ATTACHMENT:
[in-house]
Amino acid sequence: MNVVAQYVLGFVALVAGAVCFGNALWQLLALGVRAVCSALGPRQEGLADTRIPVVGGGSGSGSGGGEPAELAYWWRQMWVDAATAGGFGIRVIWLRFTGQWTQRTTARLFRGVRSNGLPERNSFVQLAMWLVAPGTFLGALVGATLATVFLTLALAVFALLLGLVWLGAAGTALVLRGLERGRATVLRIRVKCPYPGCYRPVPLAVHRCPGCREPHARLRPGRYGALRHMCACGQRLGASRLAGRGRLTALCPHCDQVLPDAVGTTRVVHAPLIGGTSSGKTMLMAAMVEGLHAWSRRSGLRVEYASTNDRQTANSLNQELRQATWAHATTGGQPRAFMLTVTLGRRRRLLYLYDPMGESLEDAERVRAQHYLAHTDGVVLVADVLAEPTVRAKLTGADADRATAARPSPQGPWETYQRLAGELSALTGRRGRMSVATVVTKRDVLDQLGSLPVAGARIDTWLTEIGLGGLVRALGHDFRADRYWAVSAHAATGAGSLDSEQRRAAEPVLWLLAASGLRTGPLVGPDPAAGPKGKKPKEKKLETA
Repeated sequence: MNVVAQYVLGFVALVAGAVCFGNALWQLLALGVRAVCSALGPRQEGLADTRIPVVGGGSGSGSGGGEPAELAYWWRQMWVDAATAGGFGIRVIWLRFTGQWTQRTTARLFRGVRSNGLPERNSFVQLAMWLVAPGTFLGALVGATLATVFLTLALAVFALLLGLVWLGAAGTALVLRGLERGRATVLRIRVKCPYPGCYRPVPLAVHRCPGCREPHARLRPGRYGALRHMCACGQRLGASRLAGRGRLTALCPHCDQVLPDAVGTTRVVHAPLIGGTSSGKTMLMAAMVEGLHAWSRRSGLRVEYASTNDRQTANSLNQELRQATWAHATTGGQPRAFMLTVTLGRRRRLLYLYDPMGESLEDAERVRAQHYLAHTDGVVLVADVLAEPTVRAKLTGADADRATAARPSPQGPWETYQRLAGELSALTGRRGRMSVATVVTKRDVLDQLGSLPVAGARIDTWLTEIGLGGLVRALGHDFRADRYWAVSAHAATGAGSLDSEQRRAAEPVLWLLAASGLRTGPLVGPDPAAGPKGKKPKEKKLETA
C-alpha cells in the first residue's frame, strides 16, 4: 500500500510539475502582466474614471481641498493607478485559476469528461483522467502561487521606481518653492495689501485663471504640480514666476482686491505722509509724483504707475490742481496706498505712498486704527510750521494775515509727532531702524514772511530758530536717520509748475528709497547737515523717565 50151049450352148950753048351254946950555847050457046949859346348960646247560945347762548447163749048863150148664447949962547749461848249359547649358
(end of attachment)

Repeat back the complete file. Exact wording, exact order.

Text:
[in-house]
Amino acid sequence: MNVVAQYVLGFVALVAGAVCFGNALWQLLALGVRAVCSALGPRQEGLADTRIPVVGGGSGSGSGGGEPAELAYWWRQMWVDAATAGGFGIRVIWLRFTGQWTQRTTARLFRGVRSNGLPERNSFVQLAMWLVAPGTFLGALVGATLATVFLTLALAVFALLLGLVWLGAAGTALVLRGLERGRATVLRIRVKCPYPGCYRPVPLAVHRCPGCREPHARLRPGRYGALRHMCACGQRLGASRLAGRGRLTALCPHCDQVLPDAVGTTRVVHAPLIGGTSSGKTMLMAAMVEGLHAWSRRSGLRVEYASTNDRQTANSLNQELRQATWAHATTGGQPRAFMLTVTLGRRRRLLYLYDPMGESLEDAERVRAQHYLAHTDGVVLVADVLAEPTVRAKLTGADADRATAARPSPQGPWETYQRLAGELSALTGRRGRMSVATVVTKRDVLDQLGSLPVAGARIDTWLTEIGLGGLVRALGHDFRADRYWAVSAHAATGAGSLDSEQRRAAEPVLWLLAASGLRTGPLVGPDPAAGPKGKKPKEKKLETA
Repeated sequence: MNVVAQYVLGFVALVAGAVCFGNALWQLLALGVRAVCSALGPRQEGLADTRIPVVGGGSGSGSGGGEPAELAYWWRQMWVDAATAGGFGIRVIWLRFTGQWTQRTTARLFRGVRSNGLPERNSFVQLAMWLVAPGTFLGALVGATLATVFLTLALAVFALLLGLVWLGAAGTALVLRGLERGRATVLRIRVKCPYPGCYRPVPLAVHRCPGCREPHARLRPGRYGALRHMCACGQRLGASRLAGRGRLTALCPHCDQVLPDAVGTTRVVHAPLIGGTSSGKTMLMAAMVEGLHAWSRRSGLRVEYASTNDRQTANSLNQELRQATWAHATTGGQPRAFMLTVTLGRRRRLLYLYDPMGESLEDAERVRAQHYLAHTDGVVLVADVLAEPTVRAKLTGADADRATAARPSPQGPWETYQRLAGELSALTGRRGRMSVATVVTKRDVLDQLGSLPVAGARIDTWLTEIGLGGLVRALGHDFRADRYWAVSAHAATGAGSLDSEQRRAAEPVLWLLAASGLRTGPLVGPDPAAGPKGKKPKEKKLETA
C-alpha cells in the first residue's frame, strides 16, 4: 500500500510539475502582466474614471481641498493607478485559476469528461483522467502561487521606481518653492495689501485663471504640480514666476482686491505722509509724483504707475490742481496706498505712498486704527510750521494775515509727532531702524514772511530758530536717520509748475528709497547737515523717565 50151049450352148950753048351254946950555847050457046949859346348960646247560945347762548447163749048863150148664447949962547749461848249359547649358